It is no secret that we count among Los Cabos residents also George Clooney, Cindy Crawford and her husband Rande Gerber. But not until they agreed to invite to their homes Architectural Digest magazine, we were able to take a peak inside their beautiful Mexican villas. We loved the story and the photos, and we wanted to share them with you:
Cindy Crawford and Rande Gerber and Neighbor George Clooney’s Side-By-Side Mexican Villas
On the Baja peninsula, the couple team with their longtime pal and business partner to build stunning neighboring retreats where friends and family come together
Every house tells a story, and in Los Cabos, on the southern tip of Mexico’s Baja peninsula, a pair of vacation homes stand side by side as a testament to a remarkable friendship—the one that George Clooney shares with Rande Gerber and his wife, Cindy Crawford. The name of this compound, Casamigos—or House of Friends—says it all. “We’ve been hanging out for 20-something years,” says Gerber, a nightlife entrepreneur who now focuses on his tequila-and-rum company, Gerber Spirits. “Long before the houses were built, we would travel to Baja together, staying at different hotels and drinking tequila.”
The idea of planting a flag in Los Cabos came several years ago while the two men were there on vacation with a few friends. “We saw this oceanfront lot and thought maybe it made sense to build something,” Gerber says. It was a desire fueled by wanting a place where family and friends could come together comfortably. “Once we had kids, we would go on vacation at Christmas,” says Crawford. “But you’d have to book hotels a year in advance, and then you’d get there and they never quite lived up to expectations.” Plus, Los Cabos is a short flight from Los Angeles, making it a convenient getaway for Clooney, whose primary home is in Studio City, and for Crawford and Gerber, who live in Malibu most of the year with their school-age son and daughter.
Initially the trio thought of creating one house large enough for everyone, but that concept was eventually nixed in favor of two independent structures. “It’s just nice at the end of the night to have your own place to go back to,” Gerber says. Even so, the houses are basically used as a single home, with overflow from one accommodated by the other, and meals and other activities frequently split between the two. “Our lives go back and forth,” Crawford says. “We’ll have cocktails at our place and dinner at George’s, and vice versa.”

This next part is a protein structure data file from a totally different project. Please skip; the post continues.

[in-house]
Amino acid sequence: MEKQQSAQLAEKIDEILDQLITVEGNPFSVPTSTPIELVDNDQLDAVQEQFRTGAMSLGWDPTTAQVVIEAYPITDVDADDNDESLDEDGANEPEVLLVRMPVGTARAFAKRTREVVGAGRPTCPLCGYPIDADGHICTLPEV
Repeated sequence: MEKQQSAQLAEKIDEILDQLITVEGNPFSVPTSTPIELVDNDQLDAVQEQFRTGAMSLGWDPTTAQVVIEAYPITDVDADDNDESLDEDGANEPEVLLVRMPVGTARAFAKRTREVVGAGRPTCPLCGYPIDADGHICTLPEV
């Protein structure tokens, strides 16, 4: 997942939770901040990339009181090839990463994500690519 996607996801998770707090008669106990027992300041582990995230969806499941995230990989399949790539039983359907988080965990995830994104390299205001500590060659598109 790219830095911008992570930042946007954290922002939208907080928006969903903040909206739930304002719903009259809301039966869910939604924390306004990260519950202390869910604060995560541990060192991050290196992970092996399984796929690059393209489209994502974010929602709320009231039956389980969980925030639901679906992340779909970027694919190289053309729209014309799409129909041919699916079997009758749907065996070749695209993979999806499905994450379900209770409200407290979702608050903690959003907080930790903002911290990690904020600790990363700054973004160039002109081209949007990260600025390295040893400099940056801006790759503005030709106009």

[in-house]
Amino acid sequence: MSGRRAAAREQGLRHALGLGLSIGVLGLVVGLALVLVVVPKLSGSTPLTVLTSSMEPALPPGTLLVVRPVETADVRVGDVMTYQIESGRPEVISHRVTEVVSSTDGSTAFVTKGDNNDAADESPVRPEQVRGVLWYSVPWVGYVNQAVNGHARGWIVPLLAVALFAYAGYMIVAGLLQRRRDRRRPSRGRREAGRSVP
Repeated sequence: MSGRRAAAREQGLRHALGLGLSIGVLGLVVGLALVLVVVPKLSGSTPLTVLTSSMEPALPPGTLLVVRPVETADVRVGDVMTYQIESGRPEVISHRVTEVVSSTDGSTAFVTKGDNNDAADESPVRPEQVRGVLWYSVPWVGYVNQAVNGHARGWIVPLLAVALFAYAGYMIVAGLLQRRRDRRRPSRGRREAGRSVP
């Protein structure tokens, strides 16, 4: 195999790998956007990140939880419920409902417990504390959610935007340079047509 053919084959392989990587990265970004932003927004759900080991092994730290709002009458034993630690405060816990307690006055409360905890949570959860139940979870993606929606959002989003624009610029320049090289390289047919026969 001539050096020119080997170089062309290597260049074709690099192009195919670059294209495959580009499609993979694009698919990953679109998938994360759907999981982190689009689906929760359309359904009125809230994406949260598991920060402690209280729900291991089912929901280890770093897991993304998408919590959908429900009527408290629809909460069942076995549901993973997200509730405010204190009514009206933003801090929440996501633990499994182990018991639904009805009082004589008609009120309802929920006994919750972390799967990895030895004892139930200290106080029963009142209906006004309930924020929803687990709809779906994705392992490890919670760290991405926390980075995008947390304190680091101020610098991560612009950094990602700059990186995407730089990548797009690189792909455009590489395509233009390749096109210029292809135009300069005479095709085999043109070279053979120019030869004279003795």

The two homes were designed and built in tandem, and Clooney happily allowed Gerber and Crawford to take the lead on the project, knowing he could trust their taste implicitly. “Rande has this amazing eye for houses and style,” says Clooney, who nonetheless was a regular presence at meetings and traveled to the site every couple of weeks to give input. “I wanted something that would blend in,” he notes, “something indigenous that would feel in harmony with the setting.”
Another priority, all agreed from the outset, was to avoid the type of hacienda-style villa commonly found along this coast and aim for something more distinctive. The group decided to approach the firm of Ricardo Legorreta, one of Mexico’s preeminent architects, and his son, Víctor, a star in his own right. (Ricardo died in December 2011, two years after the project’s completion, and Víctor maintains the practice.) “A friend of ours had used Ricardo in California and loved working with him,” Gerber says. Adds Crawford, “That property was the first modern house I thought I could live in.”
Like his celebrated mentor Luis Barragán, the elder Legorreta was known for crafting muscular geometric volumes where the interplay of light and shadow is created by large windows and doorways, as well as open-air courtyards. All of those elements are present in the Crawford-Gerber and Clooney residences, which the Legorretas tailored to suit the trio’s relaxed, social lifestyle. “They wanted houses that were very elegant and almost like an art piece,” says Víctor, “but where you would still be comfortable walking around barefoot and in a swimsuit.”
Each structure is entered via a long hallway that flows gracefully into a dramatic double-height central courtyard, which connects to a series of sitting areas, dining spaces, an open kitchen, and, of course, a bar—an especially roomy one at Clooney’s, where the friends often assemble to watch sports on the wide-screen TV. And fronting the beach, each house has its own sizable swimming pool and terrace, as well as ample outdoor seating and dining areas. To soften and contrast with the residences’ expanses of cement plaster, many of the spaces feature wood ceilings, beams, and brise-soleils. “Using wood was something we pushed for,” Crawford says. “It’s not the material the Legorretas are best known for, but we wanted the warmth.”
See more photos and read the entire story in AD’s November issue, on newsstands October 8, or download the digital edition.